That’s the way she’s been able to survive, through this force that she has. And that’s what’s allowed her to be where she’s at right now. But at the same time, what makes her grounded is the fact that she recognizes herself as a human that has so many flaws. No matter how much her larger-than-life persona tries to cover up the mess, sometimes she has to give up and admit that she messed up. And that gives her dimensions.
One of Ultra Violet’s main characteristics is the fact that she wants to post everything she’s doing on social media. That’s not a stretch of the imagination for many parents. As a parent yourself, how do you feel about social media and the way it’s become so unavoidable?
We have a very beautiful episode, it’s actually the second episode, that talks about media. Because, yes, Ultra wants to get recognition from the outside world more than the people she knows, who love her. She wants this approval from this blank void, which is the audience that nobody knows who they are, you know. Numbers and likes.
I find it very daunting, as a parent, to be honest. I won’t say I’m scared, because I think when you feel scared that kind of petrifies you and stops you from moving, and I don’t think that’s a good thing. But that’s one of the things that I am paying the most attention to, for sure. Fortunately, my daughter is only three, so none of that is an issue yet. But definitely, it is scary to know that your child will probably feel loved or unloved by an app, or feel that her worth is more or less according to what people think.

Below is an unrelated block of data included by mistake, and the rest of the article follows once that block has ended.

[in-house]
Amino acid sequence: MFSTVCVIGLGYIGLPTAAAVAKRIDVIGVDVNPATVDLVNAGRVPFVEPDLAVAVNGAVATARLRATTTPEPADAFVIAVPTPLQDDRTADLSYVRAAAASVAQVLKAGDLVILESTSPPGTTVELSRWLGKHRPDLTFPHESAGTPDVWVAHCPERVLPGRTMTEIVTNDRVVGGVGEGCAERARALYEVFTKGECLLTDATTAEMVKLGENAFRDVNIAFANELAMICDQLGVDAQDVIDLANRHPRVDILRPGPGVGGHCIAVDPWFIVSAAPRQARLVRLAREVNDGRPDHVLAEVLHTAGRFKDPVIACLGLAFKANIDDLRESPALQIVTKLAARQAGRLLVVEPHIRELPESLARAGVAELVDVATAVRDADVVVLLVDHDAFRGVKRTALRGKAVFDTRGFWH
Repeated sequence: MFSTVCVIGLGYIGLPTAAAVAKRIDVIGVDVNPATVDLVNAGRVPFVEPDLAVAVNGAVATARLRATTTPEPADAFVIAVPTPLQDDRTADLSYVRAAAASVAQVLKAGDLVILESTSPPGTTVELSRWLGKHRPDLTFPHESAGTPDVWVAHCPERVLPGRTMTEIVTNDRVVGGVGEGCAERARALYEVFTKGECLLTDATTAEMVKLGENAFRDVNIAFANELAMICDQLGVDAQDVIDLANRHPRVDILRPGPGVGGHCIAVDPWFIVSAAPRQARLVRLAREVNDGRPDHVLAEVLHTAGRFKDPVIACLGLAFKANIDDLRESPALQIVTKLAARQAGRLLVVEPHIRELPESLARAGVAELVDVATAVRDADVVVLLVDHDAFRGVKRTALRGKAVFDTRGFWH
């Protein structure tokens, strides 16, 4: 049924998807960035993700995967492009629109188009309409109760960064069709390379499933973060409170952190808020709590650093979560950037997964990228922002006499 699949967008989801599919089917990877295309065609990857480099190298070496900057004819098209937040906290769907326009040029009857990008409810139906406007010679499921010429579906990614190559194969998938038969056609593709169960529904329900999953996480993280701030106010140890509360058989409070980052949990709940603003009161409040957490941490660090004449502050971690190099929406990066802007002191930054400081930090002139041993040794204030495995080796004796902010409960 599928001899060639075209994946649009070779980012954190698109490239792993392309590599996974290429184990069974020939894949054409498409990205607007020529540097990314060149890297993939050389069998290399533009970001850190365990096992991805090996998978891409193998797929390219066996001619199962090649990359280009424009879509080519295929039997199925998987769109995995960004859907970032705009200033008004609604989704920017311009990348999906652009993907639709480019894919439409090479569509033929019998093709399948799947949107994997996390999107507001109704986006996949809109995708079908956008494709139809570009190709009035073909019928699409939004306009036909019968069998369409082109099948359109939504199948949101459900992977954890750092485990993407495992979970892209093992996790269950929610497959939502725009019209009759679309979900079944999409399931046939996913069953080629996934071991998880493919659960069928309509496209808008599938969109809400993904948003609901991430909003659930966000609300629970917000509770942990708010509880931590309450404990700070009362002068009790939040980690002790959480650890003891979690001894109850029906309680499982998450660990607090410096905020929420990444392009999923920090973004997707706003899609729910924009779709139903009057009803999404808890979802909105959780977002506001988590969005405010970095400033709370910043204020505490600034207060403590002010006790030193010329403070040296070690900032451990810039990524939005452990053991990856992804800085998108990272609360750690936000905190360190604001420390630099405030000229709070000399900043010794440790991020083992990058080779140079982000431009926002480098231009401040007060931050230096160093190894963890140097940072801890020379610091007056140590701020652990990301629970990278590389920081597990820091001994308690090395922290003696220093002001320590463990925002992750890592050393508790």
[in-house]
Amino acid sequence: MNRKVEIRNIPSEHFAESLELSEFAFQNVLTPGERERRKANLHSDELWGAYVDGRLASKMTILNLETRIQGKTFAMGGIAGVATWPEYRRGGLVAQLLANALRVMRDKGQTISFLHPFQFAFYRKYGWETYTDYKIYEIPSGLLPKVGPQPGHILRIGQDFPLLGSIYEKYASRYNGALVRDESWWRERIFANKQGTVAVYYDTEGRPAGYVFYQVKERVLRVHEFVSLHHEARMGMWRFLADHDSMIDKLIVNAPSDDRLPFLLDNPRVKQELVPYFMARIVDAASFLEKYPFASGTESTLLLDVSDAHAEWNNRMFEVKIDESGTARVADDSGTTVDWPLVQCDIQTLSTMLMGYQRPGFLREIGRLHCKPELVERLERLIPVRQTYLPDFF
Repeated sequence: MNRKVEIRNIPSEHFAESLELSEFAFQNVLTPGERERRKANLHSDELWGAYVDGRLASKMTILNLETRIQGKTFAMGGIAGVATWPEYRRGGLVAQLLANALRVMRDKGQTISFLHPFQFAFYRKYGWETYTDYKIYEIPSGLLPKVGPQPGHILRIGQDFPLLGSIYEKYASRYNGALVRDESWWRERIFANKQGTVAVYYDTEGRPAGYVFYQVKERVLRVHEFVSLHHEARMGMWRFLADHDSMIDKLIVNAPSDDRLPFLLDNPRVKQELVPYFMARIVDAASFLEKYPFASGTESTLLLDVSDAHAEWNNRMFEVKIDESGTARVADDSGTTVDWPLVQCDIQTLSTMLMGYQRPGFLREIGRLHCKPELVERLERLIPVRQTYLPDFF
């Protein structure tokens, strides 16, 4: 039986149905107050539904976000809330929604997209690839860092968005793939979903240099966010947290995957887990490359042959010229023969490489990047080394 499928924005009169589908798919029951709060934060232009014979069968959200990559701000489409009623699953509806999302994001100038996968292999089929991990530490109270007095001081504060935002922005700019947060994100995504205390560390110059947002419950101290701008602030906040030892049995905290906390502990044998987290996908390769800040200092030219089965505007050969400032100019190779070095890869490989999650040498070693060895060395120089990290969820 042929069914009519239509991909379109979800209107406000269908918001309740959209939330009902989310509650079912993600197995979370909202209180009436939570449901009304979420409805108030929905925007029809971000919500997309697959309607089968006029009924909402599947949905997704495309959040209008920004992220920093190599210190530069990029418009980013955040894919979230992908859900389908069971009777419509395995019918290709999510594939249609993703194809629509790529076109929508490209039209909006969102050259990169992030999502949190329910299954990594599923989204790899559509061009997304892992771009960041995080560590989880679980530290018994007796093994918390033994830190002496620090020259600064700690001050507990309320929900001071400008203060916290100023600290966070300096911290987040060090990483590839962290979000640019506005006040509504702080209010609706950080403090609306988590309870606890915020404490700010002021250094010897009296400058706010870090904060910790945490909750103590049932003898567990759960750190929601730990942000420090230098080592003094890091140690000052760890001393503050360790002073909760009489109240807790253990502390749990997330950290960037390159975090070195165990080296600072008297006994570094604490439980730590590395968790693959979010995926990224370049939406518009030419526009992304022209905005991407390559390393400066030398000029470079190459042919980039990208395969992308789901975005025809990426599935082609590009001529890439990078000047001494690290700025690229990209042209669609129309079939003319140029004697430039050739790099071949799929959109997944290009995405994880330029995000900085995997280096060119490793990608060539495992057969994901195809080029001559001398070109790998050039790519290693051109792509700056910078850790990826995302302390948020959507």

Nobody is meant to be liked by 50 million people. That’s not normal. That is the idea of a society that just accumulates. And I think that’s a reflection of what we do with our lives in general. We do fast fashion. We create loads of clothes and we destroy the environment really quickly. And we wear it three times and throw it away because it broke, and it doesn’t work tomorrow and it lost its color or blah, blah, blah. Everything is so disposable nowadays. And I feel that social media is a big reflection of that.
I appreciate everybody that follows me, and I don’t want to be negative about that at all, because that’s not the point. But when your self-worth depends on it, and when your ability to believe in what you do, and to maybe stand up for something that a lot of people don’t agree with. I think that authenticity goes against social media in a very clear way.
What was it like for you and your co-star to pair up and develop your relationship both on- and off-screen?
Sometimes you meet somebody and you just hit it off. It’s just very clear. And that’s what happened when we were doing the chemistry reads and we were doing different combinations of moms and daughters. Every time she and I were together, it was just very easy and efficient. It felt very familiar to me. Her whole being felt very much like she was part of something that I already knew. And she felt the same.